Islam and Europe

Akbar Ahmed’s journey to explore Islam across Europe began in a crowded parking garage in Athens in 2013 that was serving as a makeshift mosque hosting over 400 members of the Muslim community for a congregation. Athens had a sizeable Muslim population of several hundred thousands, but not a single proper mosque. As sweat and desperation filled the air that afternoon, Ahmed addressed the gathering, and made a note to himself.

The need to understand Islam in Europe was monumental. Europe, “the turbulent and mighty continent”, was once again on the edge of turbulence.

In that musty air, Ahmed picked up the signs of the precarious relationship of Islam and the West. Over the next five years, he and his team would dive deep into history, comparative literature and contemporary interviews and travel across 50 cities to present a fine-grained analysis of the conflict between and coexistence of Islam and Europe.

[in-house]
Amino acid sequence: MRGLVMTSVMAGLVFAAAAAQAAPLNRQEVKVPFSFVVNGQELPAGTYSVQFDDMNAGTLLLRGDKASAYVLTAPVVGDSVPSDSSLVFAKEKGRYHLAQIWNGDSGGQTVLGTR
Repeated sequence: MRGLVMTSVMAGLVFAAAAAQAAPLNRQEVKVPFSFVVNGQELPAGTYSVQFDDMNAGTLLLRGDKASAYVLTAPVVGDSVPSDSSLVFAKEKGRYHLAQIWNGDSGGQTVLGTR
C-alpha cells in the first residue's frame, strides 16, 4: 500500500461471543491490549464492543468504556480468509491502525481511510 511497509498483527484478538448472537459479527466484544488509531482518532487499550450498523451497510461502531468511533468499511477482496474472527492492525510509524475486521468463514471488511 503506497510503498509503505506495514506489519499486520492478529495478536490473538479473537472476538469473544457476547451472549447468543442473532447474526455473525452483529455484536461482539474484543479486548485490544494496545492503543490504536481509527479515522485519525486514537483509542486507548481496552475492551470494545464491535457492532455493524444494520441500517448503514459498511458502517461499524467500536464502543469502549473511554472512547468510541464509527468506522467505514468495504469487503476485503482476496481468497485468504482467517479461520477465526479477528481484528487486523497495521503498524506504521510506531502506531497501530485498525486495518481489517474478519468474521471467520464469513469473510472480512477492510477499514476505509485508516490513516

Journey into Europe-Islam, Immigration and Identity is the last in a quartet of Ahmed’s books on the relations between Islam and the West. His earlier works are Journey into Islam: The Crisis of Globalization (2007), Journey into America: The Challenge of Islam (2010) and The Thistle and the Drone: How America’s War on Terror Became a Global War on Tribal Islam (2013).

Continuing the scholarship, the book under review explores a range of issues from primordial identities to pluralist ones, the legacies of colonialism to the challenges of immigration, and the strengths of assimilation of communities to the dark corners of isolation.

One of the interviewees in the book, a Scottish minister in Edinburgh, compares the study to a “tartan cloth”, which weaves different threads into a pattern. The book is a tartan project that weaves different strands of the relationship between Islam and Europe into an academic and sociopolitical contribution.

Journey into Europe is rooted in anthropology, but it also flows like the tale of a curious traveller. The writer gets many of his insights from observations and friendly chatter, for instance, conversations with taxi drivers in Berlin and political commentators and artists in Munich, all of which reflect the superlatives associated with German identity. These conversations support his anthropological analysis of a strong German primordial identity, where everything German is considered the best.

Pawan Bali

 

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